Written by:  

Frank van der Linden

Growing data in horticulture

The goal of the Wageningen University annual Autonomous Greenhouse Challenge is to fully autonomously grow tomatoes. Five AI/data-driven teams competed for the title with their algorithms, trying to outperform a reference team of growers that cultivated the tomatoes manually.

By means of various sensors and actuators placed in the greenhouse, the AI teams could remotely influence tomato growth. This data-driven method of growing proved to give higher yields than the manual growth; and higher yields result in increased net revenues (kg), sustainability, and net profit (€).

Autonomous growing at Itility

Itility is also active in the field of autonomous growing. The first viable product we see is a digital ‘Grower Assistant’ that we are currently developing in our own Indoor Farm. It supports growers to optimize decisions around indoor climate settings to reach maximum profit, considering yield in combination with prices, resource usage, and costs.

Autonomous Growing at Itility

The key in our approach is the combination between real-world growing and simulation via a digital twin. In order to reach maximum profit, you must optimize a large number of variables; think of light intensity, CO2 levels, and water amounts. Finding the optimum is nearly impossible for a human. With a digital twin (and using our own custom Genetic Algorithm) we can simulate many combinations of variables until we find the (near) optimal climate settings for the maximum profit.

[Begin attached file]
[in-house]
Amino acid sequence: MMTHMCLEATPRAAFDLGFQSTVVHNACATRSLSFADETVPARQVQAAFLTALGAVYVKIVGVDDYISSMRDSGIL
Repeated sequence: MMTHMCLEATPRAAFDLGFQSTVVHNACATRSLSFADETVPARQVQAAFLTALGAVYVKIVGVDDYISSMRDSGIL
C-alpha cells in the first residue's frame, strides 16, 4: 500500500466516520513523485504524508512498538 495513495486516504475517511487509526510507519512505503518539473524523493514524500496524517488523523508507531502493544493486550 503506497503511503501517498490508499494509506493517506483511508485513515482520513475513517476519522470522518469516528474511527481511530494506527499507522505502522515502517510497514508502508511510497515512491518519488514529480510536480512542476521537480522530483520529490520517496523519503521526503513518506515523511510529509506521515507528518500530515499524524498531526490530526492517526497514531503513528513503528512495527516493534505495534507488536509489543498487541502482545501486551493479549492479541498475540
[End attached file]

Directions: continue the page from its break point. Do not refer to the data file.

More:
Similar to the model-based greenhouse design approach of Vanthoor, the optimization algorithm requires a crop yield model, an indoor farm model, and a financial model as input. With these inputs, the algorithm calculates the optimal climate settings for the entire crop cycle. The grower then decides if he wants to apply the proposed settings to his farm.

indoor farm Our own indoor farm where the Grower Assistant is being developed

After confirmation and implementation of the climate settings, we closely monitor how the crops are affected. For this, we use cameras. Via an automated data pipeline, plant features such as the canopy leaf area or perimeter are extracted from images. In this way we provide the grower with insights in the state of the crop without the need for time-consuming manual inspections and measurements.

Optimization at a daily basis

An advantage of using digital simulation to optimize climate settings is the ability to respond to changes during the crop cycle. Think of changes in (cost) prices, extreme weather conditions, availability of labor, or changes in demand. Optimization is therefore executed on a daily basis. The grower will get notified when a better growth plan is available.

“The Grower Assistant that we envision becomes an essential tool to save valuable time and increase profit for a grower.”

Finding an optimum in a large number of variables, continuous visual crop inspection, monitoring changes, and simulating scenarios are all examples where data-based intelligence augments the grower’s knowledge. Hence, the Grower Assistant that we envision becomes an essential tool to save valuable time and increase profit for a grower.

The first ‘outrage’ among growers that data-driven cultivation does better than their own domain knowledge, is now quickly turning into admiration. Data is no longer a residual product, but a fully-fledged horticultural product contributing to the further development of the sector.

For more info on the rise of data-driven cultivation, also read Datagedreven groenteteelt breekt door (Dutch only)

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